Sthala, Sthalā, Sthāla: 22 definitions

Introduction:

Sthala means something in Buddhism, Pali, Hinduism, Sanskrit, the history of ancient India, Marathi, Hindi, biology. If you want to know the exact meaning, history, etymology or English translation of this term then check out the descriptions on this page. Add your comment or reference to a book if you want to contribute to this summary article.

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In Hinduism

Dharmashastra (religious law)

Source: Wisdom Library: Dharma-śāstra

Sthala (स्थल) refers to “artificially elevated ground”. This is used to mark the boundary between two villages. The word is used throughout Dharmaśāstra literature such as the Manusmṛti. (See the Manubhāṣya, verse 8.247)

Dharmashastra book cover
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Dharmashastra (धर्मशास्त्र, dharmaśāstra) contains the instructions (shastra) regarding religious conduct of livelihood (dharma), ceremonies, jurisprudence (study of law) and more. It is categorized as smriti, an important and authoritative selection of books dealing with the Hindu lifestyle.

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Ayurveda (science of life)

Source: Shodhganga: Dietetics and culinary art in ancient and medieval India

Sthala (स्थल) or Sthalajāta refers to “rice grown in wild soil” and is classified as a type of grain (dhānya) in the section on śūkadhānya (awned grains) in the Bhojanakutūhala (dravyaguṇāguṇa-kathana), and is commonly found in literature dealing with the topics of dietetics and culinary art, also known as Pākaśāstra or Pākakalā.—The author explains the characteristics and the properties of various food grains (dhānyas). [...] General properties of rice which are [viz., grown in wet land (sthala-jāta-śāli)] are discussed here. The properties of different grains based on their habitat, variety of water for irrigating them are also explained.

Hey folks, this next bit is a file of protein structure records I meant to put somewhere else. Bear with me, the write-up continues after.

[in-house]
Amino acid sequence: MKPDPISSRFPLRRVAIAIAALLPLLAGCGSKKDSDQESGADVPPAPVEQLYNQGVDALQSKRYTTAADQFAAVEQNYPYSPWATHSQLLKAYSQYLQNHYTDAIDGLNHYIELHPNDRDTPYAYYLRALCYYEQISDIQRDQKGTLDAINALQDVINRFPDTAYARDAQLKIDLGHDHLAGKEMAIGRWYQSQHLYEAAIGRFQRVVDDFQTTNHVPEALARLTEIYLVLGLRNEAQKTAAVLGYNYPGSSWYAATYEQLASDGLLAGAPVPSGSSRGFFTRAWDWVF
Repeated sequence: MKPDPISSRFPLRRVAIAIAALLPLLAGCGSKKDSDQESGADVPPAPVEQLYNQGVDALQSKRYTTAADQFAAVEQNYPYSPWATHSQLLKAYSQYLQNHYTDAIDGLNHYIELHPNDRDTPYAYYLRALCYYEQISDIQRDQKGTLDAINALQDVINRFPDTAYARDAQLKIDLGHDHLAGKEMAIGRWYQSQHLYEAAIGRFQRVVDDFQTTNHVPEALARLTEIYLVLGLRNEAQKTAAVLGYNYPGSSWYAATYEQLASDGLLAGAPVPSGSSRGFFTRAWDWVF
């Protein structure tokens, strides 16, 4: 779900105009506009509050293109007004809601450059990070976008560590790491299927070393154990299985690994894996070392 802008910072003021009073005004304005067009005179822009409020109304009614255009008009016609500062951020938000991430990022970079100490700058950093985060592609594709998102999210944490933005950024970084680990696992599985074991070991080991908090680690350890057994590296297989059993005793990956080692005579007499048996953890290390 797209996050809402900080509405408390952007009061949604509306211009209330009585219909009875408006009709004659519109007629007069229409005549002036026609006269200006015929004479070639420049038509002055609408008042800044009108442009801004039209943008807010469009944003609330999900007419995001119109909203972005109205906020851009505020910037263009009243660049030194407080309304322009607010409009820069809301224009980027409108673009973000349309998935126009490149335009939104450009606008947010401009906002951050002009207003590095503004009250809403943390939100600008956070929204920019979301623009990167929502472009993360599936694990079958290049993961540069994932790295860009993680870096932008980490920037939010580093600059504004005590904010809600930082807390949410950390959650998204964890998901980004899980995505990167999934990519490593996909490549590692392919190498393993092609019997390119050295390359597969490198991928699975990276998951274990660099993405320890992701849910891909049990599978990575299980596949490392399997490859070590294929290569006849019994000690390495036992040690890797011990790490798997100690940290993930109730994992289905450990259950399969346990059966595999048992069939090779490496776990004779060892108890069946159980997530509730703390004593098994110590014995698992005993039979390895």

Ayurveda book cover
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Āyurveda (आयुर्वेद, ayurveda) is a branch of Indian science dealing with medicine, herbalism, taxology, anatomy, surgery, alchemy and related topics. Traditional practice of Āyurveda in ancient India dates back to at least the first millenium BC. Literature is commonly written in Sanskrit using various poetic metres.

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Vastushastra (architecture)

Source: OpenEdition books: Architectural terms contained in Ajitāgama and Rauravāgama

Sthala (स्थल) refers to “floor of a room §§ 3.12; 4.7, 26; 5.3.”.—(For paragraphs cf. Les enseignements architecturaux de l'Ajitāgama et du Rauravāgama by Bruno Dagens)

Vastushastra book cover
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Vastushastra (वास्तुशास्त्र, vāstuśāstra) refers to the ancient Indian science (shastra) of architecture (vastu), dealing with topics such architecture, sculpture, town-building, fort building and various other constructions. Vastu also deals with the philosophy of the architectural relation with the cosmic universe.

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Purana and Itihasa (epic history)

Source: archive.org: Shiva Purana - English Translation

Sthala (स्थल) refers to “abode”, according to the Śivapurāṇa 2.3.19 (“Kāma’s destruction by Śiva”).—Accordingly, as Śiva said to the Gods: “O gods, I am delighted. I shall resuscitate Kāma within myself. He will be one of my Gaṇas and will sport about always. O gods, this story should not be narrated in the presence of any one. All of you return to your abodes [i.e., sva-sthala]. I shall destroy all miseries”.

Purana book cover
context information

The Purana (पुराण, purāṇas) refers to Sanskrit literature preserving ancient India’s vast cultural history, including historical legends, religious ceremonies, various arts and sciences. The eighteen mahapuranas total over 400,000 shlokas (metrical couplets) and date to at least several centuries BCE.

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Shaivism (Shaiva philosophy)

Source: SOAS University of London: Protective Rites in the Netra Tantra